Anthropologists will tell you that in early human societies, skills like hunting and physical aggression were keys to one's social ranking. This was important because, in scientific terms, a high social ranking allowed you to access bountiful amounts of nookie.
Things haven't changed all that much. Hell, even Napoleon Dynamite recognized the importance of "good skills" in improving mating opportunities:
"I don't even have any good skills. You know, like numchuck (sic) skills... bow-hunting skills... computer-hacking skills. Girls only want boyfriends who have great skills!"
Napoleon might have had a rotten grasp of exactly which skills were desirable, but at least he understood the basic point. Of course, skills are only a pathway to status, and status is generally interchangeable with money, which is awfully appealing to women folk, too.
Much of this quest for skills, status, and/or money often appears to be determined by testosterone levels. Men who have more of it consciously and subconsciously seek status (probably as a means to improve mating opportunities). At least that's what we think, but a group of researchers from the University of Pennsylvania tried to see if they could prove it.
What They Did
Researchers rounded up 234 men between the ages of 18 and 55. Half of the men were asked to rub themselves with a testosterone gel and half were asked to rub themselves with an inert gel.
Four hours later, they were asked to read three versions of ad copy for each of 6 different products, among them some fancy watches. In one version of the ad copy, the emphasis was on quality; on another, power; and on the third, status.
For instance, the ad copy emphasizing the quality aspect of Alpina watches read as follows:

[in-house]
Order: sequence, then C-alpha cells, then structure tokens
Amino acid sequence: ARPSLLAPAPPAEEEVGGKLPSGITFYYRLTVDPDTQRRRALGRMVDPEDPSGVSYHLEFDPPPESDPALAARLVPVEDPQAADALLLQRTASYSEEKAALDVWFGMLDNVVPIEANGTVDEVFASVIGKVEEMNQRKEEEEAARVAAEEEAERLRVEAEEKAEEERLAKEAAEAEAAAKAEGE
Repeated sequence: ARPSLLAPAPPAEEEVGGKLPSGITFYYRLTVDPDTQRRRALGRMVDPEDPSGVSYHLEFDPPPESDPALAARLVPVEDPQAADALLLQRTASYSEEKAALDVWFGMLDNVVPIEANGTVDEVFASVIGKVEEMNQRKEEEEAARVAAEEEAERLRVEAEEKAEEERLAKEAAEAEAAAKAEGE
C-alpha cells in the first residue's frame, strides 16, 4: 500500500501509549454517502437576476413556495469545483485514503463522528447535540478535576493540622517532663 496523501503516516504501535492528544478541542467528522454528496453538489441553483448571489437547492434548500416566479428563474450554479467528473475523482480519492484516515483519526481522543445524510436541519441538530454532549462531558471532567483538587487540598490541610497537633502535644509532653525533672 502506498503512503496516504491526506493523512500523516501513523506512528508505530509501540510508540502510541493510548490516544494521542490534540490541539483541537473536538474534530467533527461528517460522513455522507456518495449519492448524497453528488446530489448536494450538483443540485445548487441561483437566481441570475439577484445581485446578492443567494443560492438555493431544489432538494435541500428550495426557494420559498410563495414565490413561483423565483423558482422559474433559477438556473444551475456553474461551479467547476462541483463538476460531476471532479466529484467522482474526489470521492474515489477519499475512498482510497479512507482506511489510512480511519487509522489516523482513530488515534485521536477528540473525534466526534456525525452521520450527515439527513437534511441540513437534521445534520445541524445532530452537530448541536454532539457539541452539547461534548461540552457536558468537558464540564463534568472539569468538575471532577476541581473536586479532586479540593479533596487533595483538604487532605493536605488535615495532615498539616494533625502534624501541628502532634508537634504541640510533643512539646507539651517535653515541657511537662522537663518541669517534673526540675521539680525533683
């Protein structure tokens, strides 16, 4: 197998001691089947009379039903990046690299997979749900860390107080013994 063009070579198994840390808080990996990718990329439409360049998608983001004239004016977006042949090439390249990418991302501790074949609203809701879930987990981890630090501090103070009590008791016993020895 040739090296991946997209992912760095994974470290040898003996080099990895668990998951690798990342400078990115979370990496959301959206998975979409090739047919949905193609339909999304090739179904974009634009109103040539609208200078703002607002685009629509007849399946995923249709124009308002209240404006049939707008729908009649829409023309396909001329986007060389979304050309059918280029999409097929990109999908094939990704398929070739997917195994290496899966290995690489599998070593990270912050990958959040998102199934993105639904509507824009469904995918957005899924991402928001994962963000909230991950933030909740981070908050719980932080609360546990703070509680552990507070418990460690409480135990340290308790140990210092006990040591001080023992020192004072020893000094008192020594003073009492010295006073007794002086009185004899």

"Extreme robustness, high precision, technology, and comfort are part of this watch's DNA. Our supreme quality watches have been a symbol of reliability in the most demanding situations, and a benchmark for innovation, combining state-of-the-art Swiss machinery and strict quality control tests for centuries."
Contrast that with the ad copy emphasizing the status aspect of owning an Alpina watch:
"Prestige, artisanal spirit, luxury, and attention are part of this watch's DNA. Our world-famous watches have been a symbol of a way of life, and a benchmark for fashionable style, combining sophisticated Italian design and timeless reputation for centuries."
The men were then asked to indicate which description made them want to own the product the most.
What They Found
The testosterone-basted men indicated a significantly higher preference for the copy that emphasized status. The non-basted men leaned towards ad copy that emphasized quality or power (things you could do with the product).
What This Means
According to the authors,
"...we find that administering testosterone increases men's preference for status brands of similar perceived quality but lower perceived status. Furthermore, testosterone increases positive attitudes toward positional goods when they are described as status enhancing."
These results probably go a long way in explaining why you usually don't see guys who look like The Rock driving Priuses or Ford Fusions.
Instead, you only catch brief glimpses of them in your rearview mirror as they tailgate you, fists clenched on the steering wheel, blingy watch blinding you with shards of reflected light, and eyes glaring because you're only exceeding the speed limit by an anemic 10 MPH, just before they warp speed by you in their 12-cylinder BMWs.
Colin Camerer, co-author of the study, made this less-formal observation about their findings and what they meant in a subsequent press release:
"In our closest animal kin, males spend a lot of time and energy fighting to establish dominance. We do too, but our weapons are what we wear, drive, and live in rather than claws, fists, and muscles."
It makes sense that high-testosterone males would seek status, but there may be an additional psychological layer when it comes to high-T lifters. They may feel a sense of frustration, sort of a psychic impotence, in that they have the muscles for "establishing dominance," but cultural norms don't allow for it.
Instead, they're perhaps even more compelled than high-T non-lifters to choose big, flashy cars or sport bulky, bedazzled watches while living in houses that are more fortress than cute little cottage with white picket fence.
- G. Nave, A. Nadler, D. Dubois, D. Zava, C. Camerer & H. Plassmann, "Single-dose testosterone administration increases men's preference for status goods." Nature Communications, Volume 9, Article number: 2433 (2018).